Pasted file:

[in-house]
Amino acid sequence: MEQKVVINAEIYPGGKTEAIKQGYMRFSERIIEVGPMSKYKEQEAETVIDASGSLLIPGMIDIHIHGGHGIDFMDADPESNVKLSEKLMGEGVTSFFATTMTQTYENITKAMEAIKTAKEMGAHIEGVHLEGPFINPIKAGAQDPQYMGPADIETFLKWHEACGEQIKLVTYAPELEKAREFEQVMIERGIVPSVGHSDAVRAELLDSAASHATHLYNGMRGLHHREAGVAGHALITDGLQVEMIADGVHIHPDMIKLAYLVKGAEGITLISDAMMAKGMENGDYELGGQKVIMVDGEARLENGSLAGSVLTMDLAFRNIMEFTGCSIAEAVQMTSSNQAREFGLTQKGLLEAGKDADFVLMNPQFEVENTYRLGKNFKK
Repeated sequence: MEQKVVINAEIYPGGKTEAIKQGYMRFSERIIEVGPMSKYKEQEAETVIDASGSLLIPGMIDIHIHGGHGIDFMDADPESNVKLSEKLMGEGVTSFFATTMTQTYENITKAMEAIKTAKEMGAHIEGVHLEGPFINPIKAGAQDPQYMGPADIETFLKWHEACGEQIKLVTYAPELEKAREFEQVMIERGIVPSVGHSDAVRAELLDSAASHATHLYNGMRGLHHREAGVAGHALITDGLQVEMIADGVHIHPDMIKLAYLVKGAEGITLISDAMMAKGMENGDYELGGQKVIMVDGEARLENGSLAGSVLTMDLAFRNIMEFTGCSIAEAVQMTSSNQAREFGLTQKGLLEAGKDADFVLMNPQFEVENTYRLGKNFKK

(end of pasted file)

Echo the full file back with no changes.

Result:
[in-house]
Amino acid sequence: MEQKVVINAEIYPGGKTEAIKQGYMRFSERIIEVGPMSKYKEQEAETVIDASGSLLIPGMIDIHIHGGHGIDFMDADPESNVKLSEKLMGEGVTSFFATTMTQTYENITKAMEAIKTAKEMGAHIEGVHLEGPFINPIKAGAQDPQYMGPADIETFLKWHEACGEQIKLVTYAPELEKAREFEQVMIERGIVPSVGHSDAVRAELLDSAASHATHLYNGMRGLHHREAGVAGHALITDGLQVEMIADGVHIHPDMIKLAYLVKGAEGITLISDAMMAKGMENGDYELGGQKVIMVDGEARLENGSLAGSVLTMDLAFRNIMEFTGCSIAEAVQMTSSNQAREFGLTQKGLLEAGKDADFVLMNPQFEVENTYRLGKNFKK
Repeated sequence: MEQKVVINAEIYPGGKTEAIKQGYMRFSERIIEVGPMSKYKEQEAETVIDASGSLLIPGMIDIHIHGGHGIDFMDADPESNVKLSEKLMGEGVTSFFATTMTQTYENITKAMEAIKTAKEMGAHIEGVHLEGPFINPIKAGAQDPQYMGPADIETFLKWHEACGEQIKLVTYAPELEKAREFEQVMIERGIVPSVGHSDAVRAELLDSAASHATHLYNGMRGLHHREAGVAGHALITDGLQVEMIADGVHIHPDMIKLAYLVKGAEGITLISDAMMAKGMENGDYELGGQKVIMVDGEARLENGSLAGSVLTMDLAFRNIMEFTGCSIAEAVQMTSSNQAREFGLTQKGLLEAGKDADFVLMNPQFEVENTYRLGKNFKK